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Black Widow spiders are thriving in hot humid summer


A hot steamy summer and mild winter are breeding a population boom in black widow spiders. The notorious bugs are identified by a colored hourglass-shaped mark on black bodies. There are several species of the spider that go by the name 'black widow' including the Australian Redback Spider.


Photo by Ian Waldie/Getty Images

A mild winter coupled with a hot and humid summer is breeding a new population boom in black widow spiders.

New York-based spider exterminator Bernie Holst told CBS that, although rare in the tri-state area, people should be on the lookout for the poisonous arachnid.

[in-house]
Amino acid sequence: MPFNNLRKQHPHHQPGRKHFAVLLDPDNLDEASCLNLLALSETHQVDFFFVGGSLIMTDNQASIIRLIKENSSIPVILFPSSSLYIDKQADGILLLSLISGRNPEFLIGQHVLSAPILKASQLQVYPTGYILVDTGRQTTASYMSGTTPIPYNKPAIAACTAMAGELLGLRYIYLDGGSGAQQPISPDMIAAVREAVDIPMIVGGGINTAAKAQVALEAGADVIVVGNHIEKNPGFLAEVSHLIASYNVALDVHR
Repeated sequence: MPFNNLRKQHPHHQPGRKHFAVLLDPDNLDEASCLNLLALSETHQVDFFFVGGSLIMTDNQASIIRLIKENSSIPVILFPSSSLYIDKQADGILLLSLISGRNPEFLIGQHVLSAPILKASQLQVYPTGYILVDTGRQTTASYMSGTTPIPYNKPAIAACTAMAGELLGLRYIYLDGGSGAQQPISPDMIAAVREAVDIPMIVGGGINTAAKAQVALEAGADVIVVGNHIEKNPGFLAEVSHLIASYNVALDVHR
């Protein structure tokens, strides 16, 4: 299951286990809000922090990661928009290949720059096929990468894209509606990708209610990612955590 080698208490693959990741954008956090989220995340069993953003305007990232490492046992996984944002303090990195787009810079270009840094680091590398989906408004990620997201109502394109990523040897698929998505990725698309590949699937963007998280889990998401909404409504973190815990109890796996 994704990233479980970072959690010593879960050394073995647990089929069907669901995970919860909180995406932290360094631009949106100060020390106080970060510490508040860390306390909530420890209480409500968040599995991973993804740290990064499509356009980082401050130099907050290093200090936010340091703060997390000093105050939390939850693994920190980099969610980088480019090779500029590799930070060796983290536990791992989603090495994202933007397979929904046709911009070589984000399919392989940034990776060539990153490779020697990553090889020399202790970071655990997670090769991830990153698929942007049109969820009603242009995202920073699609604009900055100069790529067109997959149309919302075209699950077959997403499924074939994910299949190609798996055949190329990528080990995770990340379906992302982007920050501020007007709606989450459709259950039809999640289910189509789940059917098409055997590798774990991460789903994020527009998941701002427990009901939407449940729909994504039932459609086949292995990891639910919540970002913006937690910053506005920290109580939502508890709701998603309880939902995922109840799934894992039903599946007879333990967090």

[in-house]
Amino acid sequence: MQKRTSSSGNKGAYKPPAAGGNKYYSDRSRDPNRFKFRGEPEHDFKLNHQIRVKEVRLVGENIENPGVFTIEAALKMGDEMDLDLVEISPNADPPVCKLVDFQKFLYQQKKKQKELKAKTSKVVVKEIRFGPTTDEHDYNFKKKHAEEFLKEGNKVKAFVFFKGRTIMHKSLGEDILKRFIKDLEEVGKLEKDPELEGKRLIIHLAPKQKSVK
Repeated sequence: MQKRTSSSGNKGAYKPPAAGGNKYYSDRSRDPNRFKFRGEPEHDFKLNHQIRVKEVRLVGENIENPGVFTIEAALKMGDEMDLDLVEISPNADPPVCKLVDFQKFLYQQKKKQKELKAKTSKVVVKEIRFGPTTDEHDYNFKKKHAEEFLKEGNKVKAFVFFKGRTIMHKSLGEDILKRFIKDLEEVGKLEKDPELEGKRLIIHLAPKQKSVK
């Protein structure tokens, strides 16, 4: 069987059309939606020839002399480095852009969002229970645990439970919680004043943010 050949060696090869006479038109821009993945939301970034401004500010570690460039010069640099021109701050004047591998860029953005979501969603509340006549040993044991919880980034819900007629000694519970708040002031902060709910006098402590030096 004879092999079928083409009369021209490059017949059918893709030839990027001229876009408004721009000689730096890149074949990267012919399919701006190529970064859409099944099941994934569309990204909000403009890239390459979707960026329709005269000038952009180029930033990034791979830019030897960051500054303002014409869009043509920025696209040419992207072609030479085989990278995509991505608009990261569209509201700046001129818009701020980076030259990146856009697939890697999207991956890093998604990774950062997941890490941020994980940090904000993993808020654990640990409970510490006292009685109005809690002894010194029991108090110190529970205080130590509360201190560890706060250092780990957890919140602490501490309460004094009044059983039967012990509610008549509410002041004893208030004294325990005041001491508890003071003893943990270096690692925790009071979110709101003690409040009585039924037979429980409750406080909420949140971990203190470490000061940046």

“Just be aware that the Black Widow spider is around,” Holst said. “It can be dangerous.” Holst recommended paying special attention to plants growing near the front door.

“This is a perfect highway for insects,” Holst told CBS. “They can come up and go into the house. But when that happens, it’s a perfect area for spiders as well, because that’s where they can locate their food.”

ABC news reported that a family in Pennsylvania discovered a black widow under a child’s bicycle seat.

Though rarely fatal, one bite from a black widow can be very dangerous for humans. The venom is reportedly 15 times stronger than a rattlesnake's and causes aches, nausea, and can paralyze the diaphragm. 

"You're talking organ shutdown ... big time stuff," said Ryan Bridge, a entomology outreach instructor told ABC. "There's no cold temperatures and not enough predators to kill them off, so we are going to be seeing a lot more black widows.”

If you do find yourself face to face with this toxic bug, Bridge recommends unleashing a couple of sprays of hairspray.